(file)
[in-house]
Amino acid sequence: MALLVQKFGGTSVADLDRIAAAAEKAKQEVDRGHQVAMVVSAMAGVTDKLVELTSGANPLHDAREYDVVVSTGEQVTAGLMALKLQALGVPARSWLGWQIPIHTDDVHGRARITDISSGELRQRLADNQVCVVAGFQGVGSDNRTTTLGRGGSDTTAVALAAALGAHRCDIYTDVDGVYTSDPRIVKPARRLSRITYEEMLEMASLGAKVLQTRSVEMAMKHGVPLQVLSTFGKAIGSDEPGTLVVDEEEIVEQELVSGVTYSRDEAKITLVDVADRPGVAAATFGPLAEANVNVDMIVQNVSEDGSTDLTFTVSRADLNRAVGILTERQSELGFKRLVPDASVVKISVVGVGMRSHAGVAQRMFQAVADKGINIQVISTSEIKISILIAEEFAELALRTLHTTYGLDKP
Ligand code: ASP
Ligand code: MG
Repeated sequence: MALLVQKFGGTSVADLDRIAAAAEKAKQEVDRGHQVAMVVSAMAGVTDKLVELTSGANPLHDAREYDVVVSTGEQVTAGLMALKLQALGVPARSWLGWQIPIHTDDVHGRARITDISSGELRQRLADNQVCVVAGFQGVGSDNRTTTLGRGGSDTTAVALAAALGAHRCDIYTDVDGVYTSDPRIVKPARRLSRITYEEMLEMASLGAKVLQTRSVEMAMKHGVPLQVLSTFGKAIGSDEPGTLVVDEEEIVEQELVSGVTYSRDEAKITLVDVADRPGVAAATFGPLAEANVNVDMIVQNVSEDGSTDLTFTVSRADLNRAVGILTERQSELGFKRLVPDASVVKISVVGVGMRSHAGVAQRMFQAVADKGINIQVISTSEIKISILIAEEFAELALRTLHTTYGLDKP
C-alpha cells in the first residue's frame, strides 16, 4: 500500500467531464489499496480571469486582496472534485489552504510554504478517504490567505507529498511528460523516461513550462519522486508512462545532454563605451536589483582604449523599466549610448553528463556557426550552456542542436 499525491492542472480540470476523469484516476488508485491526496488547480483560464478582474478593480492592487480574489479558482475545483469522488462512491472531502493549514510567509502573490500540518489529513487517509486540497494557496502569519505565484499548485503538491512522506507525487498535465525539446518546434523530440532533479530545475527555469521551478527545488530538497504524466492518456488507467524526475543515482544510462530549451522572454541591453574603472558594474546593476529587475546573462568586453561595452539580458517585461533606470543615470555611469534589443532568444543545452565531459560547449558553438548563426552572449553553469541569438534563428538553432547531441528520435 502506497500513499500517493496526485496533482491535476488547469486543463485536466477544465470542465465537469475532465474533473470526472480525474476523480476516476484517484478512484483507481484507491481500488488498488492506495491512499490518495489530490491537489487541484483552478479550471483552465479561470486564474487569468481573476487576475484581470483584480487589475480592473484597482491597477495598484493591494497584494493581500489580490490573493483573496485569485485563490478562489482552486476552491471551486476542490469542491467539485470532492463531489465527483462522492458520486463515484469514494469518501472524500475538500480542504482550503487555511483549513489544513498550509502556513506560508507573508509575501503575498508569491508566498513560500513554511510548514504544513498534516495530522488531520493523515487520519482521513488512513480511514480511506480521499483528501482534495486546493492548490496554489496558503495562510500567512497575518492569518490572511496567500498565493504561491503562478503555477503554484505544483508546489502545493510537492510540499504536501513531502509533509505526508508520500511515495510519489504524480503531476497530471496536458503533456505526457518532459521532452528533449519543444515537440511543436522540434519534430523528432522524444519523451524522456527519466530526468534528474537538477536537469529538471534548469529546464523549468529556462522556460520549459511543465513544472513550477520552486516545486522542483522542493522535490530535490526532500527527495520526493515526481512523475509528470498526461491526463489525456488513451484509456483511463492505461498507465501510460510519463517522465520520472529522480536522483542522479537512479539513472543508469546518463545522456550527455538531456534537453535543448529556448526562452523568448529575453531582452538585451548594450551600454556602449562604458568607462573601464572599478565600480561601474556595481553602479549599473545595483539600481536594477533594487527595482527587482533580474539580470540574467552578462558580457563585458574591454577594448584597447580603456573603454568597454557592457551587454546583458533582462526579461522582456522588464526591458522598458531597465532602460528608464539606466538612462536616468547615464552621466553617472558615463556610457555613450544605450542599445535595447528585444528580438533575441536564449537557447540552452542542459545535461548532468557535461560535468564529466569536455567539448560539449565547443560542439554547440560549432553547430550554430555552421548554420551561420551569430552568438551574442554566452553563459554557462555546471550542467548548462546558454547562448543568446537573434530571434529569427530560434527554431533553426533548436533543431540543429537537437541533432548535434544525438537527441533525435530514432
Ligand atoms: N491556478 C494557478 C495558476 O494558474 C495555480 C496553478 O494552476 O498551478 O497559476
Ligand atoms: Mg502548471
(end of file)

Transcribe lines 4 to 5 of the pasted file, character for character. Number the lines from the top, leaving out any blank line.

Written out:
Ligand code: MG
Repeated sequence: MALLVQKFGGTSVADLDRIAAAAEKAKQEVDRGHQVAMVVSAMAGVTDKLVELTSGANPLHDAREYDVVVSTGEQVTAGLMALKLQALGVPARSWLGWQIPIHTDDVHGRARITDISSGELRQRLADNQVCVVAGFQGVGSDNRTTTLGRGGSDTTAVALAAALGAHRCDIYTDVDGVYTSDPRIVKPARRLSRITYEEMLEMASLGAKVLQTRSVEMAMKHGVPLQVLSTFGKAIGSDEPGTLVVDEEEIVEQELVSGVTYSRDEAKITLVDVADRPGVAAATFGPLAEANVNVDMIVQNVSEDGSTDLTFTVSRADLNRAVGILTERQSELGFKRLVPDASVVKISVVGVGMRSHAGVAQRMFQAVADKGINIQVISTSEIKISILIAEEFAELALRTLHTTYGLDKP